The debate over the Export-Import Bank continues, with the bank’s friends in Congress and other high places claiming that the Bank serves an indispensable function in the American economy. Larry Summers, for instance, defends the bank on the grounds that foreign authoritarian and “mercantilist” countries subsidize trade more aggressively than does the United States, therefore the bank is necessary. Summers also seems to be under the impression that the US and the West practice something called “open market capitalism.” This exchange exhibits a way of thinking among some mainstream economists in which The US economy is capitalist while “mercantilism” is something that foreigners or people of ages past engaged in.
In this article, however, political scientist Dani Rodrik at Harvard states what we have long already known: “mercantilism never really went away,” and perhaps inspired by people like Summers, he observes that “Today, mercantilism is typically dismissed as an archaic and blatantly erroneous set of ideas about economic policy.” Rodrik is no enemy of mercantilism, though, and then goes on to sing the praises of mercantilism, which he regards as under-appreciated. It is no doubt true that many scholars (either honestly or dishonestly) claim mercantilism to be dead and buried in the West, but many who are familiar with the details of economic history will be forced to find mercantilism all around him. We can engage in semantic debates over whether or not modern “third way” economies are mercantilist, strictly speaking, but if these modern economic systems — that happily employ central banks, state corporations, and trade policies designed to benefit a certain group of people — are not mercantilist, then it’s hard to see what else they could be. Michael Heilperin defines mercantilism as a subspecies of “economic nationalism,” but we might also say this is a distinction without a difference. John Cochran, for example, has explained how the debate between libertarians and interventionists is essentially just a continuation of the historical debate between mercantilists and classical liberals.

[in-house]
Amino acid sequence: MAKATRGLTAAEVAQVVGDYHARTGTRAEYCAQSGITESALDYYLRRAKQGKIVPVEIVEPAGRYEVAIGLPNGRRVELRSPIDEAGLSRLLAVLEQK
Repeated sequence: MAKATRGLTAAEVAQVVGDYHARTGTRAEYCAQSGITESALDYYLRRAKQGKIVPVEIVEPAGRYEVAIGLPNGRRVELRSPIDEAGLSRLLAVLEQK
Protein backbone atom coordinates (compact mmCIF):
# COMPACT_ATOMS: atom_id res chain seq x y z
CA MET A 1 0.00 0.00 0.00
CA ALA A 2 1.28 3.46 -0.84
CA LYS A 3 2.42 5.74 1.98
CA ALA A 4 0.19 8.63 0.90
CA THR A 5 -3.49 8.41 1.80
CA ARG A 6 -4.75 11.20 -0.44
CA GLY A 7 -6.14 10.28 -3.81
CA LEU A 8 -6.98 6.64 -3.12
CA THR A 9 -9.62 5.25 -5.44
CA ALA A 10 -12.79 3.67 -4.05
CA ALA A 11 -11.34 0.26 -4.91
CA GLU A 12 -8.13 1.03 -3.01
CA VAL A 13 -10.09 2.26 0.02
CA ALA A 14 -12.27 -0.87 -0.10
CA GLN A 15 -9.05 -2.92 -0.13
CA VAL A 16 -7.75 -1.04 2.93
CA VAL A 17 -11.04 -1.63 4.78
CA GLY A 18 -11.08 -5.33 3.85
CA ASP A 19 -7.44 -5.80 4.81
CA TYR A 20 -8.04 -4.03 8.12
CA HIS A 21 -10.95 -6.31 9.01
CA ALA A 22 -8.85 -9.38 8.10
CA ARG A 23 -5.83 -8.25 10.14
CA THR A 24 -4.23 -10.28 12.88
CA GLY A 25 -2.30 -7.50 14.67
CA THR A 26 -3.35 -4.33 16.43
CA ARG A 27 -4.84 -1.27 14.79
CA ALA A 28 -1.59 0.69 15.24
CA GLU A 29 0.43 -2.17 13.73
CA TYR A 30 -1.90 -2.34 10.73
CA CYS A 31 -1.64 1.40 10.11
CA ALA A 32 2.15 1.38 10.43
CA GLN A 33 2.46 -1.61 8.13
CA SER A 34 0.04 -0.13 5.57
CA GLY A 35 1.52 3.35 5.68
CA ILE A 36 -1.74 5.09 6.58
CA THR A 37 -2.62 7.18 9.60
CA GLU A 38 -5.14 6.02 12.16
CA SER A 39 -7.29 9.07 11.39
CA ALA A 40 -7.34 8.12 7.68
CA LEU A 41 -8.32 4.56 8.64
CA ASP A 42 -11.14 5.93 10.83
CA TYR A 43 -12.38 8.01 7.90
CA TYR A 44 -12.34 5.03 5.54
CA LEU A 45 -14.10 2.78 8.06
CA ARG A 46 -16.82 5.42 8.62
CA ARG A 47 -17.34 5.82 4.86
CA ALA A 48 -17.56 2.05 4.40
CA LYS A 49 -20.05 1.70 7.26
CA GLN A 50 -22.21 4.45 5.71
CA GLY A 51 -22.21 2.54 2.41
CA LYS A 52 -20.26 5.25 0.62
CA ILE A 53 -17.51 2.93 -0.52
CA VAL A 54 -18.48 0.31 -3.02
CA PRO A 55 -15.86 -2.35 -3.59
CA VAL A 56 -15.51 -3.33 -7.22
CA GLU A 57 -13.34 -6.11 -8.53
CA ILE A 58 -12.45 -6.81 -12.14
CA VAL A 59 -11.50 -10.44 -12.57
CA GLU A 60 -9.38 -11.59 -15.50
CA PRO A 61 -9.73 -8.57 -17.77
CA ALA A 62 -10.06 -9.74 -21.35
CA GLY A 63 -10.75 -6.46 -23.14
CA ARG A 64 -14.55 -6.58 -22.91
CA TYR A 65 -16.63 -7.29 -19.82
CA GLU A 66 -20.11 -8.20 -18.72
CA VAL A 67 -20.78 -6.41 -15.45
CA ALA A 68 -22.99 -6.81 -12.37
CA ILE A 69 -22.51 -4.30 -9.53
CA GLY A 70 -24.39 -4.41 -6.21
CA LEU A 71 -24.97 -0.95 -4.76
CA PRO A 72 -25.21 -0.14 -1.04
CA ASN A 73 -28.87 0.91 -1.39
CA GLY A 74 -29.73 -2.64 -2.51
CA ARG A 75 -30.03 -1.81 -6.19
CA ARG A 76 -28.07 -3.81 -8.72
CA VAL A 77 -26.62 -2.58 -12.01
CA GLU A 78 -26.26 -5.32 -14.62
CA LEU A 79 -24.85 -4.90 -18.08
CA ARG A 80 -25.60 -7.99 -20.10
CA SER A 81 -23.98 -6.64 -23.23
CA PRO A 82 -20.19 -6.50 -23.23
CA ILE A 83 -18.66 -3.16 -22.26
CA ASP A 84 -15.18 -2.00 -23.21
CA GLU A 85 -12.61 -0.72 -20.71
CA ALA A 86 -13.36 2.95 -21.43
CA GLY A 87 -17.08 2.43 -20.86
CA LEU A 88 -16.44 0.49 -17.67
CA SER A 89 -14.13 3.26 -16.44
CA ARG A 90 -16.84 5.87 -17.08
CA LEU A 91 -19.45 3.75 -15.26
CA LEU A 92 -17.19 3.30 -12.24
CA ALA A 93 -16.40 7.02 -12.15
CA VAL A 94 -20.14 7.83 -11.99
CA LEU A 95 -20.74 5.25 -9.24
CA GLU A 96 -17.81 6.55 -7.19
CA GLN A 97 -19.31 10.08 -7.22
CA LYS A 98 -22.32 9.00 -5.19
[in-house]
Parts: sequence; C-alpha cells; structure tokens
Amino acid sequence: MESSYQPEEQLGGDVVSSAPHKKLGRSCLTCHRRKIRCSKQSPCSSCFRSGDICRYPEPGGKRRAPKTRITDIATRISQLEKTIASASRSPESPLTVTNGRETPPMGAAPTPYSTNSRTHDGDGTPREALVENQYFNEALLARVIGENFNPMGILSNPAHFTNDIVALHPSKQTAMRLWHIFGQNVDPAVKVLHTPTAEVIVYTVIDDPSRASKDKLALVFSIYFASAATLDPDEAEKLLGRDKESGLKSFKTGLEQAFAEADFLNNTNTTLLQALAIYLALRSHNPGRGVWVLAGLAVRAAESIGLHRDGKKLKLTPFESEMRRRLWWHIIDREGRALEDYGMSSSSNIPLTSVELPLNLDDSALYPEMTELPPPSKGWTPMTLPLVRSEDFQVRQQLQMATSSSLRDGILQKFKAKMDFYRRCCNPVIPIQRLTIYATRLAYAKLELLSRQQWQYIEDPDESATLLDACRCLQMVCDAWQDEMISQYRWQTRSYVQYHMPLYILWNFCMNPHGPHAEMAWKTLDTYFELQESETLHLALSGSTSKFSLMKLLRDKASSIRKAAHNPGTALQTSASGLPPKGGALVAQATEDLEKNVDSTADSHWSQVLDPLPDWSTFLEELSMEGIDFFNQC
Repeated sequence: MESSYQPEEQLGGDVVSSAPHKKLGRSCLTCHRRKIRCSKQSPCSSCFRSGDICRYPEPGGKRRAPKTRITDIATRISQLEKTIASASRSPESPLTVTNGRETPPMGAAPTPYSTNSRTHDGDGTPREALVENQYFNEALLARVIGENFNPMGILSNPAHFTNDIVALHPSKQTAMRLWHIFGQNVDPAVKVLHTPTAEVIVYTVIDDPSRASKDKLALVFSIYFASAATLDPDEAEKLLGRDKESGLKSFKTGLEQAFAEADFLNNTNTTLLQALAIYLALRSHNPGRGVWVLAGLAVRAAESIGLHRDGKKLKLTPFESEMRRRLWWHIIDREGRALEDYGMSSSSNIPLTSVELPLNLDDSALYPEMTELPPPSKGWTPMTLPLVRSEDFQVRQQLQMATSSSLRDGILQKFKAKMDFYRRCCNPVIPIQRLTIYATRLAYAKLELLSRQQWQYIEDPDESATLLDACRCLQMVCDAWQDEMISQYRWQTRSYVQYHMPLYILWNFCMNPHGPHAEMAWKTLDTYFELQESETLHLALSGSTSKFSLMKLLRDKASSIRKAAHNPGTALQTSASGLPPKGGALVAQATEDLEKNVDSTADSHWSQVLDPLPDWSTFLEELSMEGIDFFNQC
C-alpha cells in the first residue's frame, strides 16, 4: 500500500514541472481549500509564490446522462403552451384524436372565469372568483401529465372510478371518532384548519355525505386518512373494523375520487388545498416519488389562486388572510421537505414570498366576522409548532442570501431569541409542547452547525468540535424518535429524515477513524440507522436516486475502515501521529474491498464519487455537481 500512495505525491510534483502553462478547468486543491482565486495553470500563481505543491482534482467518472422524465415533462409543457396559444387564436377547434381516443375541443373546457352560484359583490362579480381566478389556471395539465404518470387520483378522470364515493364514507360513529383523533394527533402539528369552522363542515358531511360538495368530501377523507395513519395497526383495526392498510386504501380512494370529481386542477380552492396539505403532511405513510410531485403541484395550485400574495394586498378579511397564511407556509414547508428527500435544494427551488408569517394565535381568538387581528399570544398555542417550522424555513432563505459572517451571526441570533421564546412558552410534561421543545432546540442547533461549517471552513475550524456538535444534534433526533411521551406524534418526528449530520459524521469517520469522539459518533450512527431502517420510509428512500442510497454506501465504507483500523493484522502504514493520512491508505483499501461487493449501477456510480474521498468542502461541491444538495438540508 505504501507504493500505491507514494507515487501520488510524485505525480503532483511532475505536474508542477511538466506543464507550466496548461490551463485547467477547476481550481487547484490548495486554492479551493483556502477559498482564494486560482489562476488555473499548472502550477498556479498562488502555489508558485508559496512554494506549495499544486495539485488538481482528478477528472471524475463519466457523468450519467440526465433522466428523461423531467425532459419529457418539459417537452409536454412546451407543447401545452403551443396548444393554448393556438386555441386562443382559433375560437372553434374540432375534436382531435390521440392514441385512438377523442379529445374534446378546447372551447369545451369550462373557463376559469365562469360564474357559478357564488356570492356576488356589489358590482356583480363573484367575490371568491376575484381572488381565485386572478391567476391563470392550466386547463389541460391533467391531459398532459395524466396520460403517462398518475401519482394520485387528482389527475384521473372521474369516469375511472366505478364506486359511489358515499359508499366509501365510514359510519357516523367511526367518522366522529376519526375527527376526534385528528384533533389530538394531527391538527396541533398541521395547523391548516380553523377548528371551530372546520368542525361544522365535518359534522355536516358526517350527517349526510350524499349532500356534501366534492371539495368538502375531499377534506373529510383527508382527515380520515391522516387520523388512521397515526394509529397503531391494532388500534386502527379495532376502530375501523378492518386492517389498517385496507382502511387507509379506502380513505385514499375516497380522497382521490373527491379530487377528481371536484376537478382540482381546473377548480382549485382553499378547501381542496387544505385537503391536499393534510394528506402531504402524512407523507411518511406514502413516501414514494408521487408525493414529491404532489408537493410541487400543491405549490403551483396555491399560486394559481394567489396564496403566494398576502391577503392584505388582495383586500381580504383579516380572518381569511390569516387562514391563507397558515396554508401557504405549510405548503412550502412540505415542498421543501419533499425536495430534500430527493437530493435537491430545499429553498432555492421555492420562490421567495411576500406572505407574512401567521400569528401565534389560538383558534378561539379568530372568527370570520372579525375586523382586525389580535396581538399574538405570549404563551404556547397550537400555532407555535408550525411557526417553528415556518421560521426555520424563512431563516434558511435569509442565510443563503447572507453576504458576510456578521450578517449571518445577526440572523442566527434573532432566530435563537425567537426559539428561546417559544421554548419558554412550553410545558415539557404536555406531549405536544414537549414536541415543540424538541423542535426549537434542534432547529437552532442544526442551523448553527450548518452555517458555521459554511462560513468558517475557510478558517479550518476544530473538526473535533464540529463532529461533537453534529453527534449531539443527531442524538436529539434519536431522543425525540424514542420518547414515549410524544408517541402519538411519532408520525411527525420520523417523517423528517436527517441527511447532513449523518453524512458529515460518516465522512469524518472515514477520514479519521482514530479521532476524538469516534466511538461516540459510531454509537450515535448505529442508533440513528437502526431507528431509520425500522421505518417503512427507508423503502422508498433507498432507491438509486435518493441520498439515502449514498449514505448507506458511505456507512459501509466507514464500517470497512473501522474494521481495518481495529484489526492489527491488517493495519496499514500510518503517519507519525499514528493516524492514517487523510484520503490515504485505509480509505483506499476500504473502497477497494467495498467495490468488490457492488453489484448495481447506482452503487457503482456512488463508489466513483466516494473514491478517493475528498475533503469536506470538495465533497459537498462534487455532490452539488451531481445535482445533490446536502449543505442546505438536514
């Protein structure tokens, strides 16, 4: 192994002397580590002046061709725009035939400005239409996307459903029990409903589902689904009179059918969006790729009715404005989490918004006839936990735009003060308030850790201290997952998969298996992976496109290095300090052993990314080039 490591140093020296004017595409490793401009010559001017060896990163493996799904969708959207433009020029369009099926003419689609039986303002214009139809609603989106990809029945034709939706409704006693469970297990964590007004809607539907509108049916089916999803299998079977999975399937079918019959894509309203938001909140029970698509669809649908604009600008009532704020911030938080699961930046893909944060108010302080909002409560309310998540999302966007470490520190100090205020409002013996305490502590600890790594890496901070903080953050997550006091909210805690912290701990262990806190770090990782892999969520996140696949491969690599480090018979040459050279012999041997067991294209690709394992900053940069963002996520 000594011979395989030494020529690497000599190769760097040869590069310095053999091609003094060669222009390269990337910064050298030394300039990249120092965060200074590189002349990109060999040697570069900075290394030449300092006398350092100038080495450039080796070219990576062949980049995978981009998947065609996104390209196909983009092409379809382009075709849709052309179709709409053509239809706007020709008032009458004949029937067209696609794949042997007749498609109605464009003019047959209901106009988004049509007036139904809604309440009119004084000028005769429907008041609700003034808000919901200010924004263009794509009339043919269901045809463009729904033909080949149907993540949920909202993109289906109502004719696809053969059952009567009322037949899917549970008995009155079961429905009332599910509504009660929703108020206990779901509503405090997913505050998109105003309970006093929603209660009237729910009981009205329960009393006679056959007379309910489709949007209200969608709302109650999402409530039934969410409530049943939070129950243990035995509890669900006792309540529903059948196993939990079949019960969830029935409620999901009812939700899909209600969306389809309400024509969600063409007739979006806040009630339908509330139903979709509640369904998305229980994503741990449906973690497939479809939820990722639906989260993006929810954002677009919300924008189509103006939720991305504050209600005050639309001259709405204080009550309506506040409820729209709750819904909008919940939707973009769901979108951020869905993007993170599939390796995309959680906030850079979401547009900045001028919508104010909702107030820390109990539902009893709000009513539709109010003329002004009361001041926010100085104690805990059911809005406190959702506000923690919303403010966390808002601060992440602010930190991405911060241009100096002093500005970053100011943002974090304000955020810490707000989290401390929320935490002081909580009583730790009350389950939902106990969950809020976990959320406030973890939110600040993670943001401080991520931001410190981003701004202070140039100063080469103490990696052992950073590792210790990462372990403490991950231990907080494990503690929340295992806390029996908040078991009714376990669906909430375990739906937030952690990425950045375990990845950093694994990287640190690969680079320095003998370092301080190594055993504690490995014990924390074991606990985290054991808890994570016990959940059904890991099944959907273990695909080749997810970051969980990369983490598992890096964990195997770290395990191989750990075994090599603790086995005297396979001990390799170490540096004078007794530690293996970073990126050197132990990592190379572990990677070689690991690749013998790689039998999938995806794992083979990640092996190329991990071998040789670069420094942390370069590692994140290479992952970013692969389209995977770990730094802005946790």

Apparently unknown to Rodrik, mercantilism has received plenty of good press before. Writing in 1963, Rothbard discussed the ongoing non-death of mercantilism. Prior to World War II, mercantilism was disparaged often by the free-marketeers, but following the rise of Keynesian orthodoxy, people began to discover that there were many similarities between their own system and the mercantilists:
Mercantilism has had a “good press” in recent decades, in contrast to 19th-century opinion. In the days of Adam Smith and the classical economists, mercantilism was properly regarded as a blend of economic fallacy and state creation of special privilege. But in our century, the general view of mercantilism has changed drastically.
Keynesians hail mercantilists as prefiguring their own economic insights; Marxists, constitutionally unable to distinguish between free enterprise and special privilege, hail mercantilism as a “progressive” step in the historical development of capitalism; socialists and interventionists salute mercantilism as anticipating modern state building and central planning.
Keynes himself likely saw the connections, although he avoided using the term “mercantilist” to describe the core of his agenda. In a speech titled “The End of Laissez-Faire” Keynes was explicitly advocating for more mercantilism in the form of “public corporations” and “separate autonomies”:
I propose a return, it may be said, towards medieval conceptions of separate autonomies. But, in England at any rate, corporations are a mode of government which has never ceased to be important and is sympathetic to our institutions. It is easy to give examples, from what already exists, of separate autonomies which have attained or are approaching the mode I designate – the universities, the Bank of England, the Port of London Authority, even perhaps the railway companies. In Germany there are doubtless analogous instances.